Small businesses make up the vast majority of business numbers, make a huge contribution to economic activity and health, but most do not last 5 years.
Over 20 years of observing small businesses as a contractor and consultant, I have seen a modest number of factors that the successful businesses, those that last the distance and deliver good financial returns over an extended period, set out to manage in a very deliberate way.
- Your time is the most valuable resource you have, and is non renewable, so outsource as much as you can to free up your time. It does not matter if you outsource to an employee, or to someone in the eastern bloc, it gives you back your time. Always ensure you retain control of the things that are at the core of your value proposition to customers, that is where your valuable time should be spent.
- Make yourself redundant. When the business runs without you, it is successful, You can then do what you want, but have the income stream coming in to allow you do what your want. The old cliché of working on your business rather than in your business is a cliché for a reason.
- Deliver value to customers first. Most business owners earn the most from their business the day they sell it, so do not become too emotionally involved with the idea of owning the business, be in love with what it can do for you by delivering value to customers.
- Find a niche and own it.
- Leverage the talents of others, there is always someone who can do something better than you, find them, and leverage those talents. On the flip side, do not allow low performers to persist, as it not only enables under performance in their role, but it sets a low bar for the others who can see that non performance is acceptable.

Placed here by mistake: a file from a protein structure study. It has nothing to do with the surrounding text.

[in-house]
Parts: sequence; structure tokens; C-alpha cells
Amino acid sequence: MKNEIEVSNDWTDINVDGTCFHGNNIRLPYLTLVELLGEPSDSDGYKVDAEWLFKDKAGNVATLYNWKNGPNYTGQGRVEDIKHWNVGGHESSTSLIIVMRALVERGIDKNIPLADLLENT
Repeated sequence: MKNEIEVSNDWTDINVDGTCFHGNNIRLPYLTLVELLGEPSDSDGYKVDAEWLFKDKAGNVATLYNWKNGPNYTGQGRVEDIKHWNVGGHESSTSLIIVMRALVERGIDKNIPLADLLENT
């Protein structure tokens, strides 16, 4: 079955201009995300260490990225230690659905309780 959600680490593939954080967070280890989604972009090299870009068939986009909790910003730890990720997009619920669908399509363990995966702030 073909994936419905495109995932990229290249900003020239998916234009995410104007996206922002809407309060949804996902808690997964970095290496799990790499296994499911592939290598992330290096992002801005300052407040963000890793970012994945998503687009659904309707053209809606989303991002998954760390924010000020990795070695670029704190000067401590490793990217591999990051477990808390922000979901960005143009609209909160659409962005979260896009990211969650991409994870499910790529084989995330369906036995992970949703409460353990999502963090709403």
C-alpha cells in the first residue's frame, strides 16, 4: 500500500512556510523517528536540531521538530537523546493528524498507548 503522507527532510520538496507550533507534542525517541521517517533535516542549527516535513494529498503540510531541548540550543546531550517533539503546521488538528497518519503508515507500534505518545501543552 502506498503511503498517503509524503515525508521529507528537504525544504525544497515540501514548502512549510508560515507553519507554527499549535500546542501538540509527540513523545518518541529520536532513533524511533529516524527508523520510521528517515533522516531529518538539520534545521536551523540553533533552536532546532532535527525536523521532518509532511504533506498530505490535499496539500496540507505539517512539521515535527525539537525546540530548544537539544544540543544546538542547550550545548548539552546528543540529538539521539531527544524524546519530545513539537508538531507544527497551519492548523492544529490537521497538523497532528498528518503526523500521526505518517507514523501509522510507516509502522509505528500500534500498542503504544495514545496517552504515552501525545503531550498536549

- Automate the day to day stuff as much as possible, and it is possible to automate almost everything these days. This requires time and effort up front to ensure there are robust and repeatable processes, but pays off in spades in very quick time.
- Always be curious, about what your customers are doing, and why, what your competitors are doing, why and how, and what is happening in domains outside yours that may be applicable to your domain in some way.
- Be generous. It pays off. Generosity engenders a feeling of obligation, and in this day of commodities and transparency, having someone feel they owe you a favour is very valuable.
- Have a plan, so at the very least, you know the point from which you have departed.
- Interrogate your business model routinely, as the pace of change is such that the optimum way of extracting value may not be the way your are doing it currently. The Business Model canvas is a great tool, and it is not so silly to keep drawn up on an A3 pinned to your wall to take post it notes with thought s as they occur to you, and others.
- Measure progress to wards objectives. Too many measures are as bad a too few, the challenge is to get the right measures, measuring the things that really measure progress, not just that something is done.
- Watch and manage the cash.
None of this is easy, or comfortable, but as I look around at successful SME’s, they are all employing at least 5 or 6 of these strategies. I would recommend that you do a relatively simple assessment of each parameter, measure yourself, and use that measure to identify areas to target for improvement. Simple spider graphs are very useful as a visual tool for recording progress.
Happy to have a yarn with you about how an outside resource may be able to assist the process.